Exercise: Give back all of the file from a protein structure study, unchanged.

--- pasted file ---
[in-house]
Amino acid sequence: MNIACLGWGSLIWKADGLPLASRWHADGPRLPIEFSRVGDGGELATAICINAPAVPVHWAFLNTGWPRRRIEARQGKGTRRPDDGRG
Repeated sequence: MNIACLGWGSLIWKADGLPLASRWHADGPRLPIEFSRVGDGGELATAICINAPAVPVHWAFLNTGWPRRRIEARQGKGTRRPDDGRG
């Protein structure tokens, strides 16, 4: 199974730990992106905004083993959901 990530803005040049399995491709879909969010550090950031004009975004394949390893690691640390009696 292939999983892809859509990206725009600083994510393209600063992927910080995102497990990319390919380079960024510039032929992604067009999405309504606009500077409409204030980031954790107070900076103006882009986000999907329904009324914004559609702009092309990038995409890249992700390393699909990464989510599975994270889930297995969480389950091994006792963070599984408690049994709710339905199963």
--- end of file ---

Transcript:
[in-house]
Amino acid sequence: MNIACLGWGSLIWKADGLPLASRWHADGPRLPIEFSRVGDGGELATAICINAPAVPVHWAFLNTGWPRRRIEARQGKGTRRPDDGRG
Repeated sequence: MNIACLGWGSLIWKADGLPLASRWHADGPRLPIEFSRVGDGGELATAICINAPAVPVHWAFLNTGWPRRRIEARQGKGTRRPDDGRG
């Protein structure tokens, strides 16, 4: 199974730990992106905004083993959901 990530803005040049399995491709879909969010550090950031004009975004394949390893690691640390009696 292939999983892809859509990206725009600083994510393209600063992927910080995102497990990319390919380079960024510039032929992604067009999405309504606009500077409409204030980031954790107070900076103006882009986000999907329904009324914004559609702009092309990038995409890249992700390393699909990464989510599975994270889930297995969480389950091994006792963070599984408690049994709710339905199963």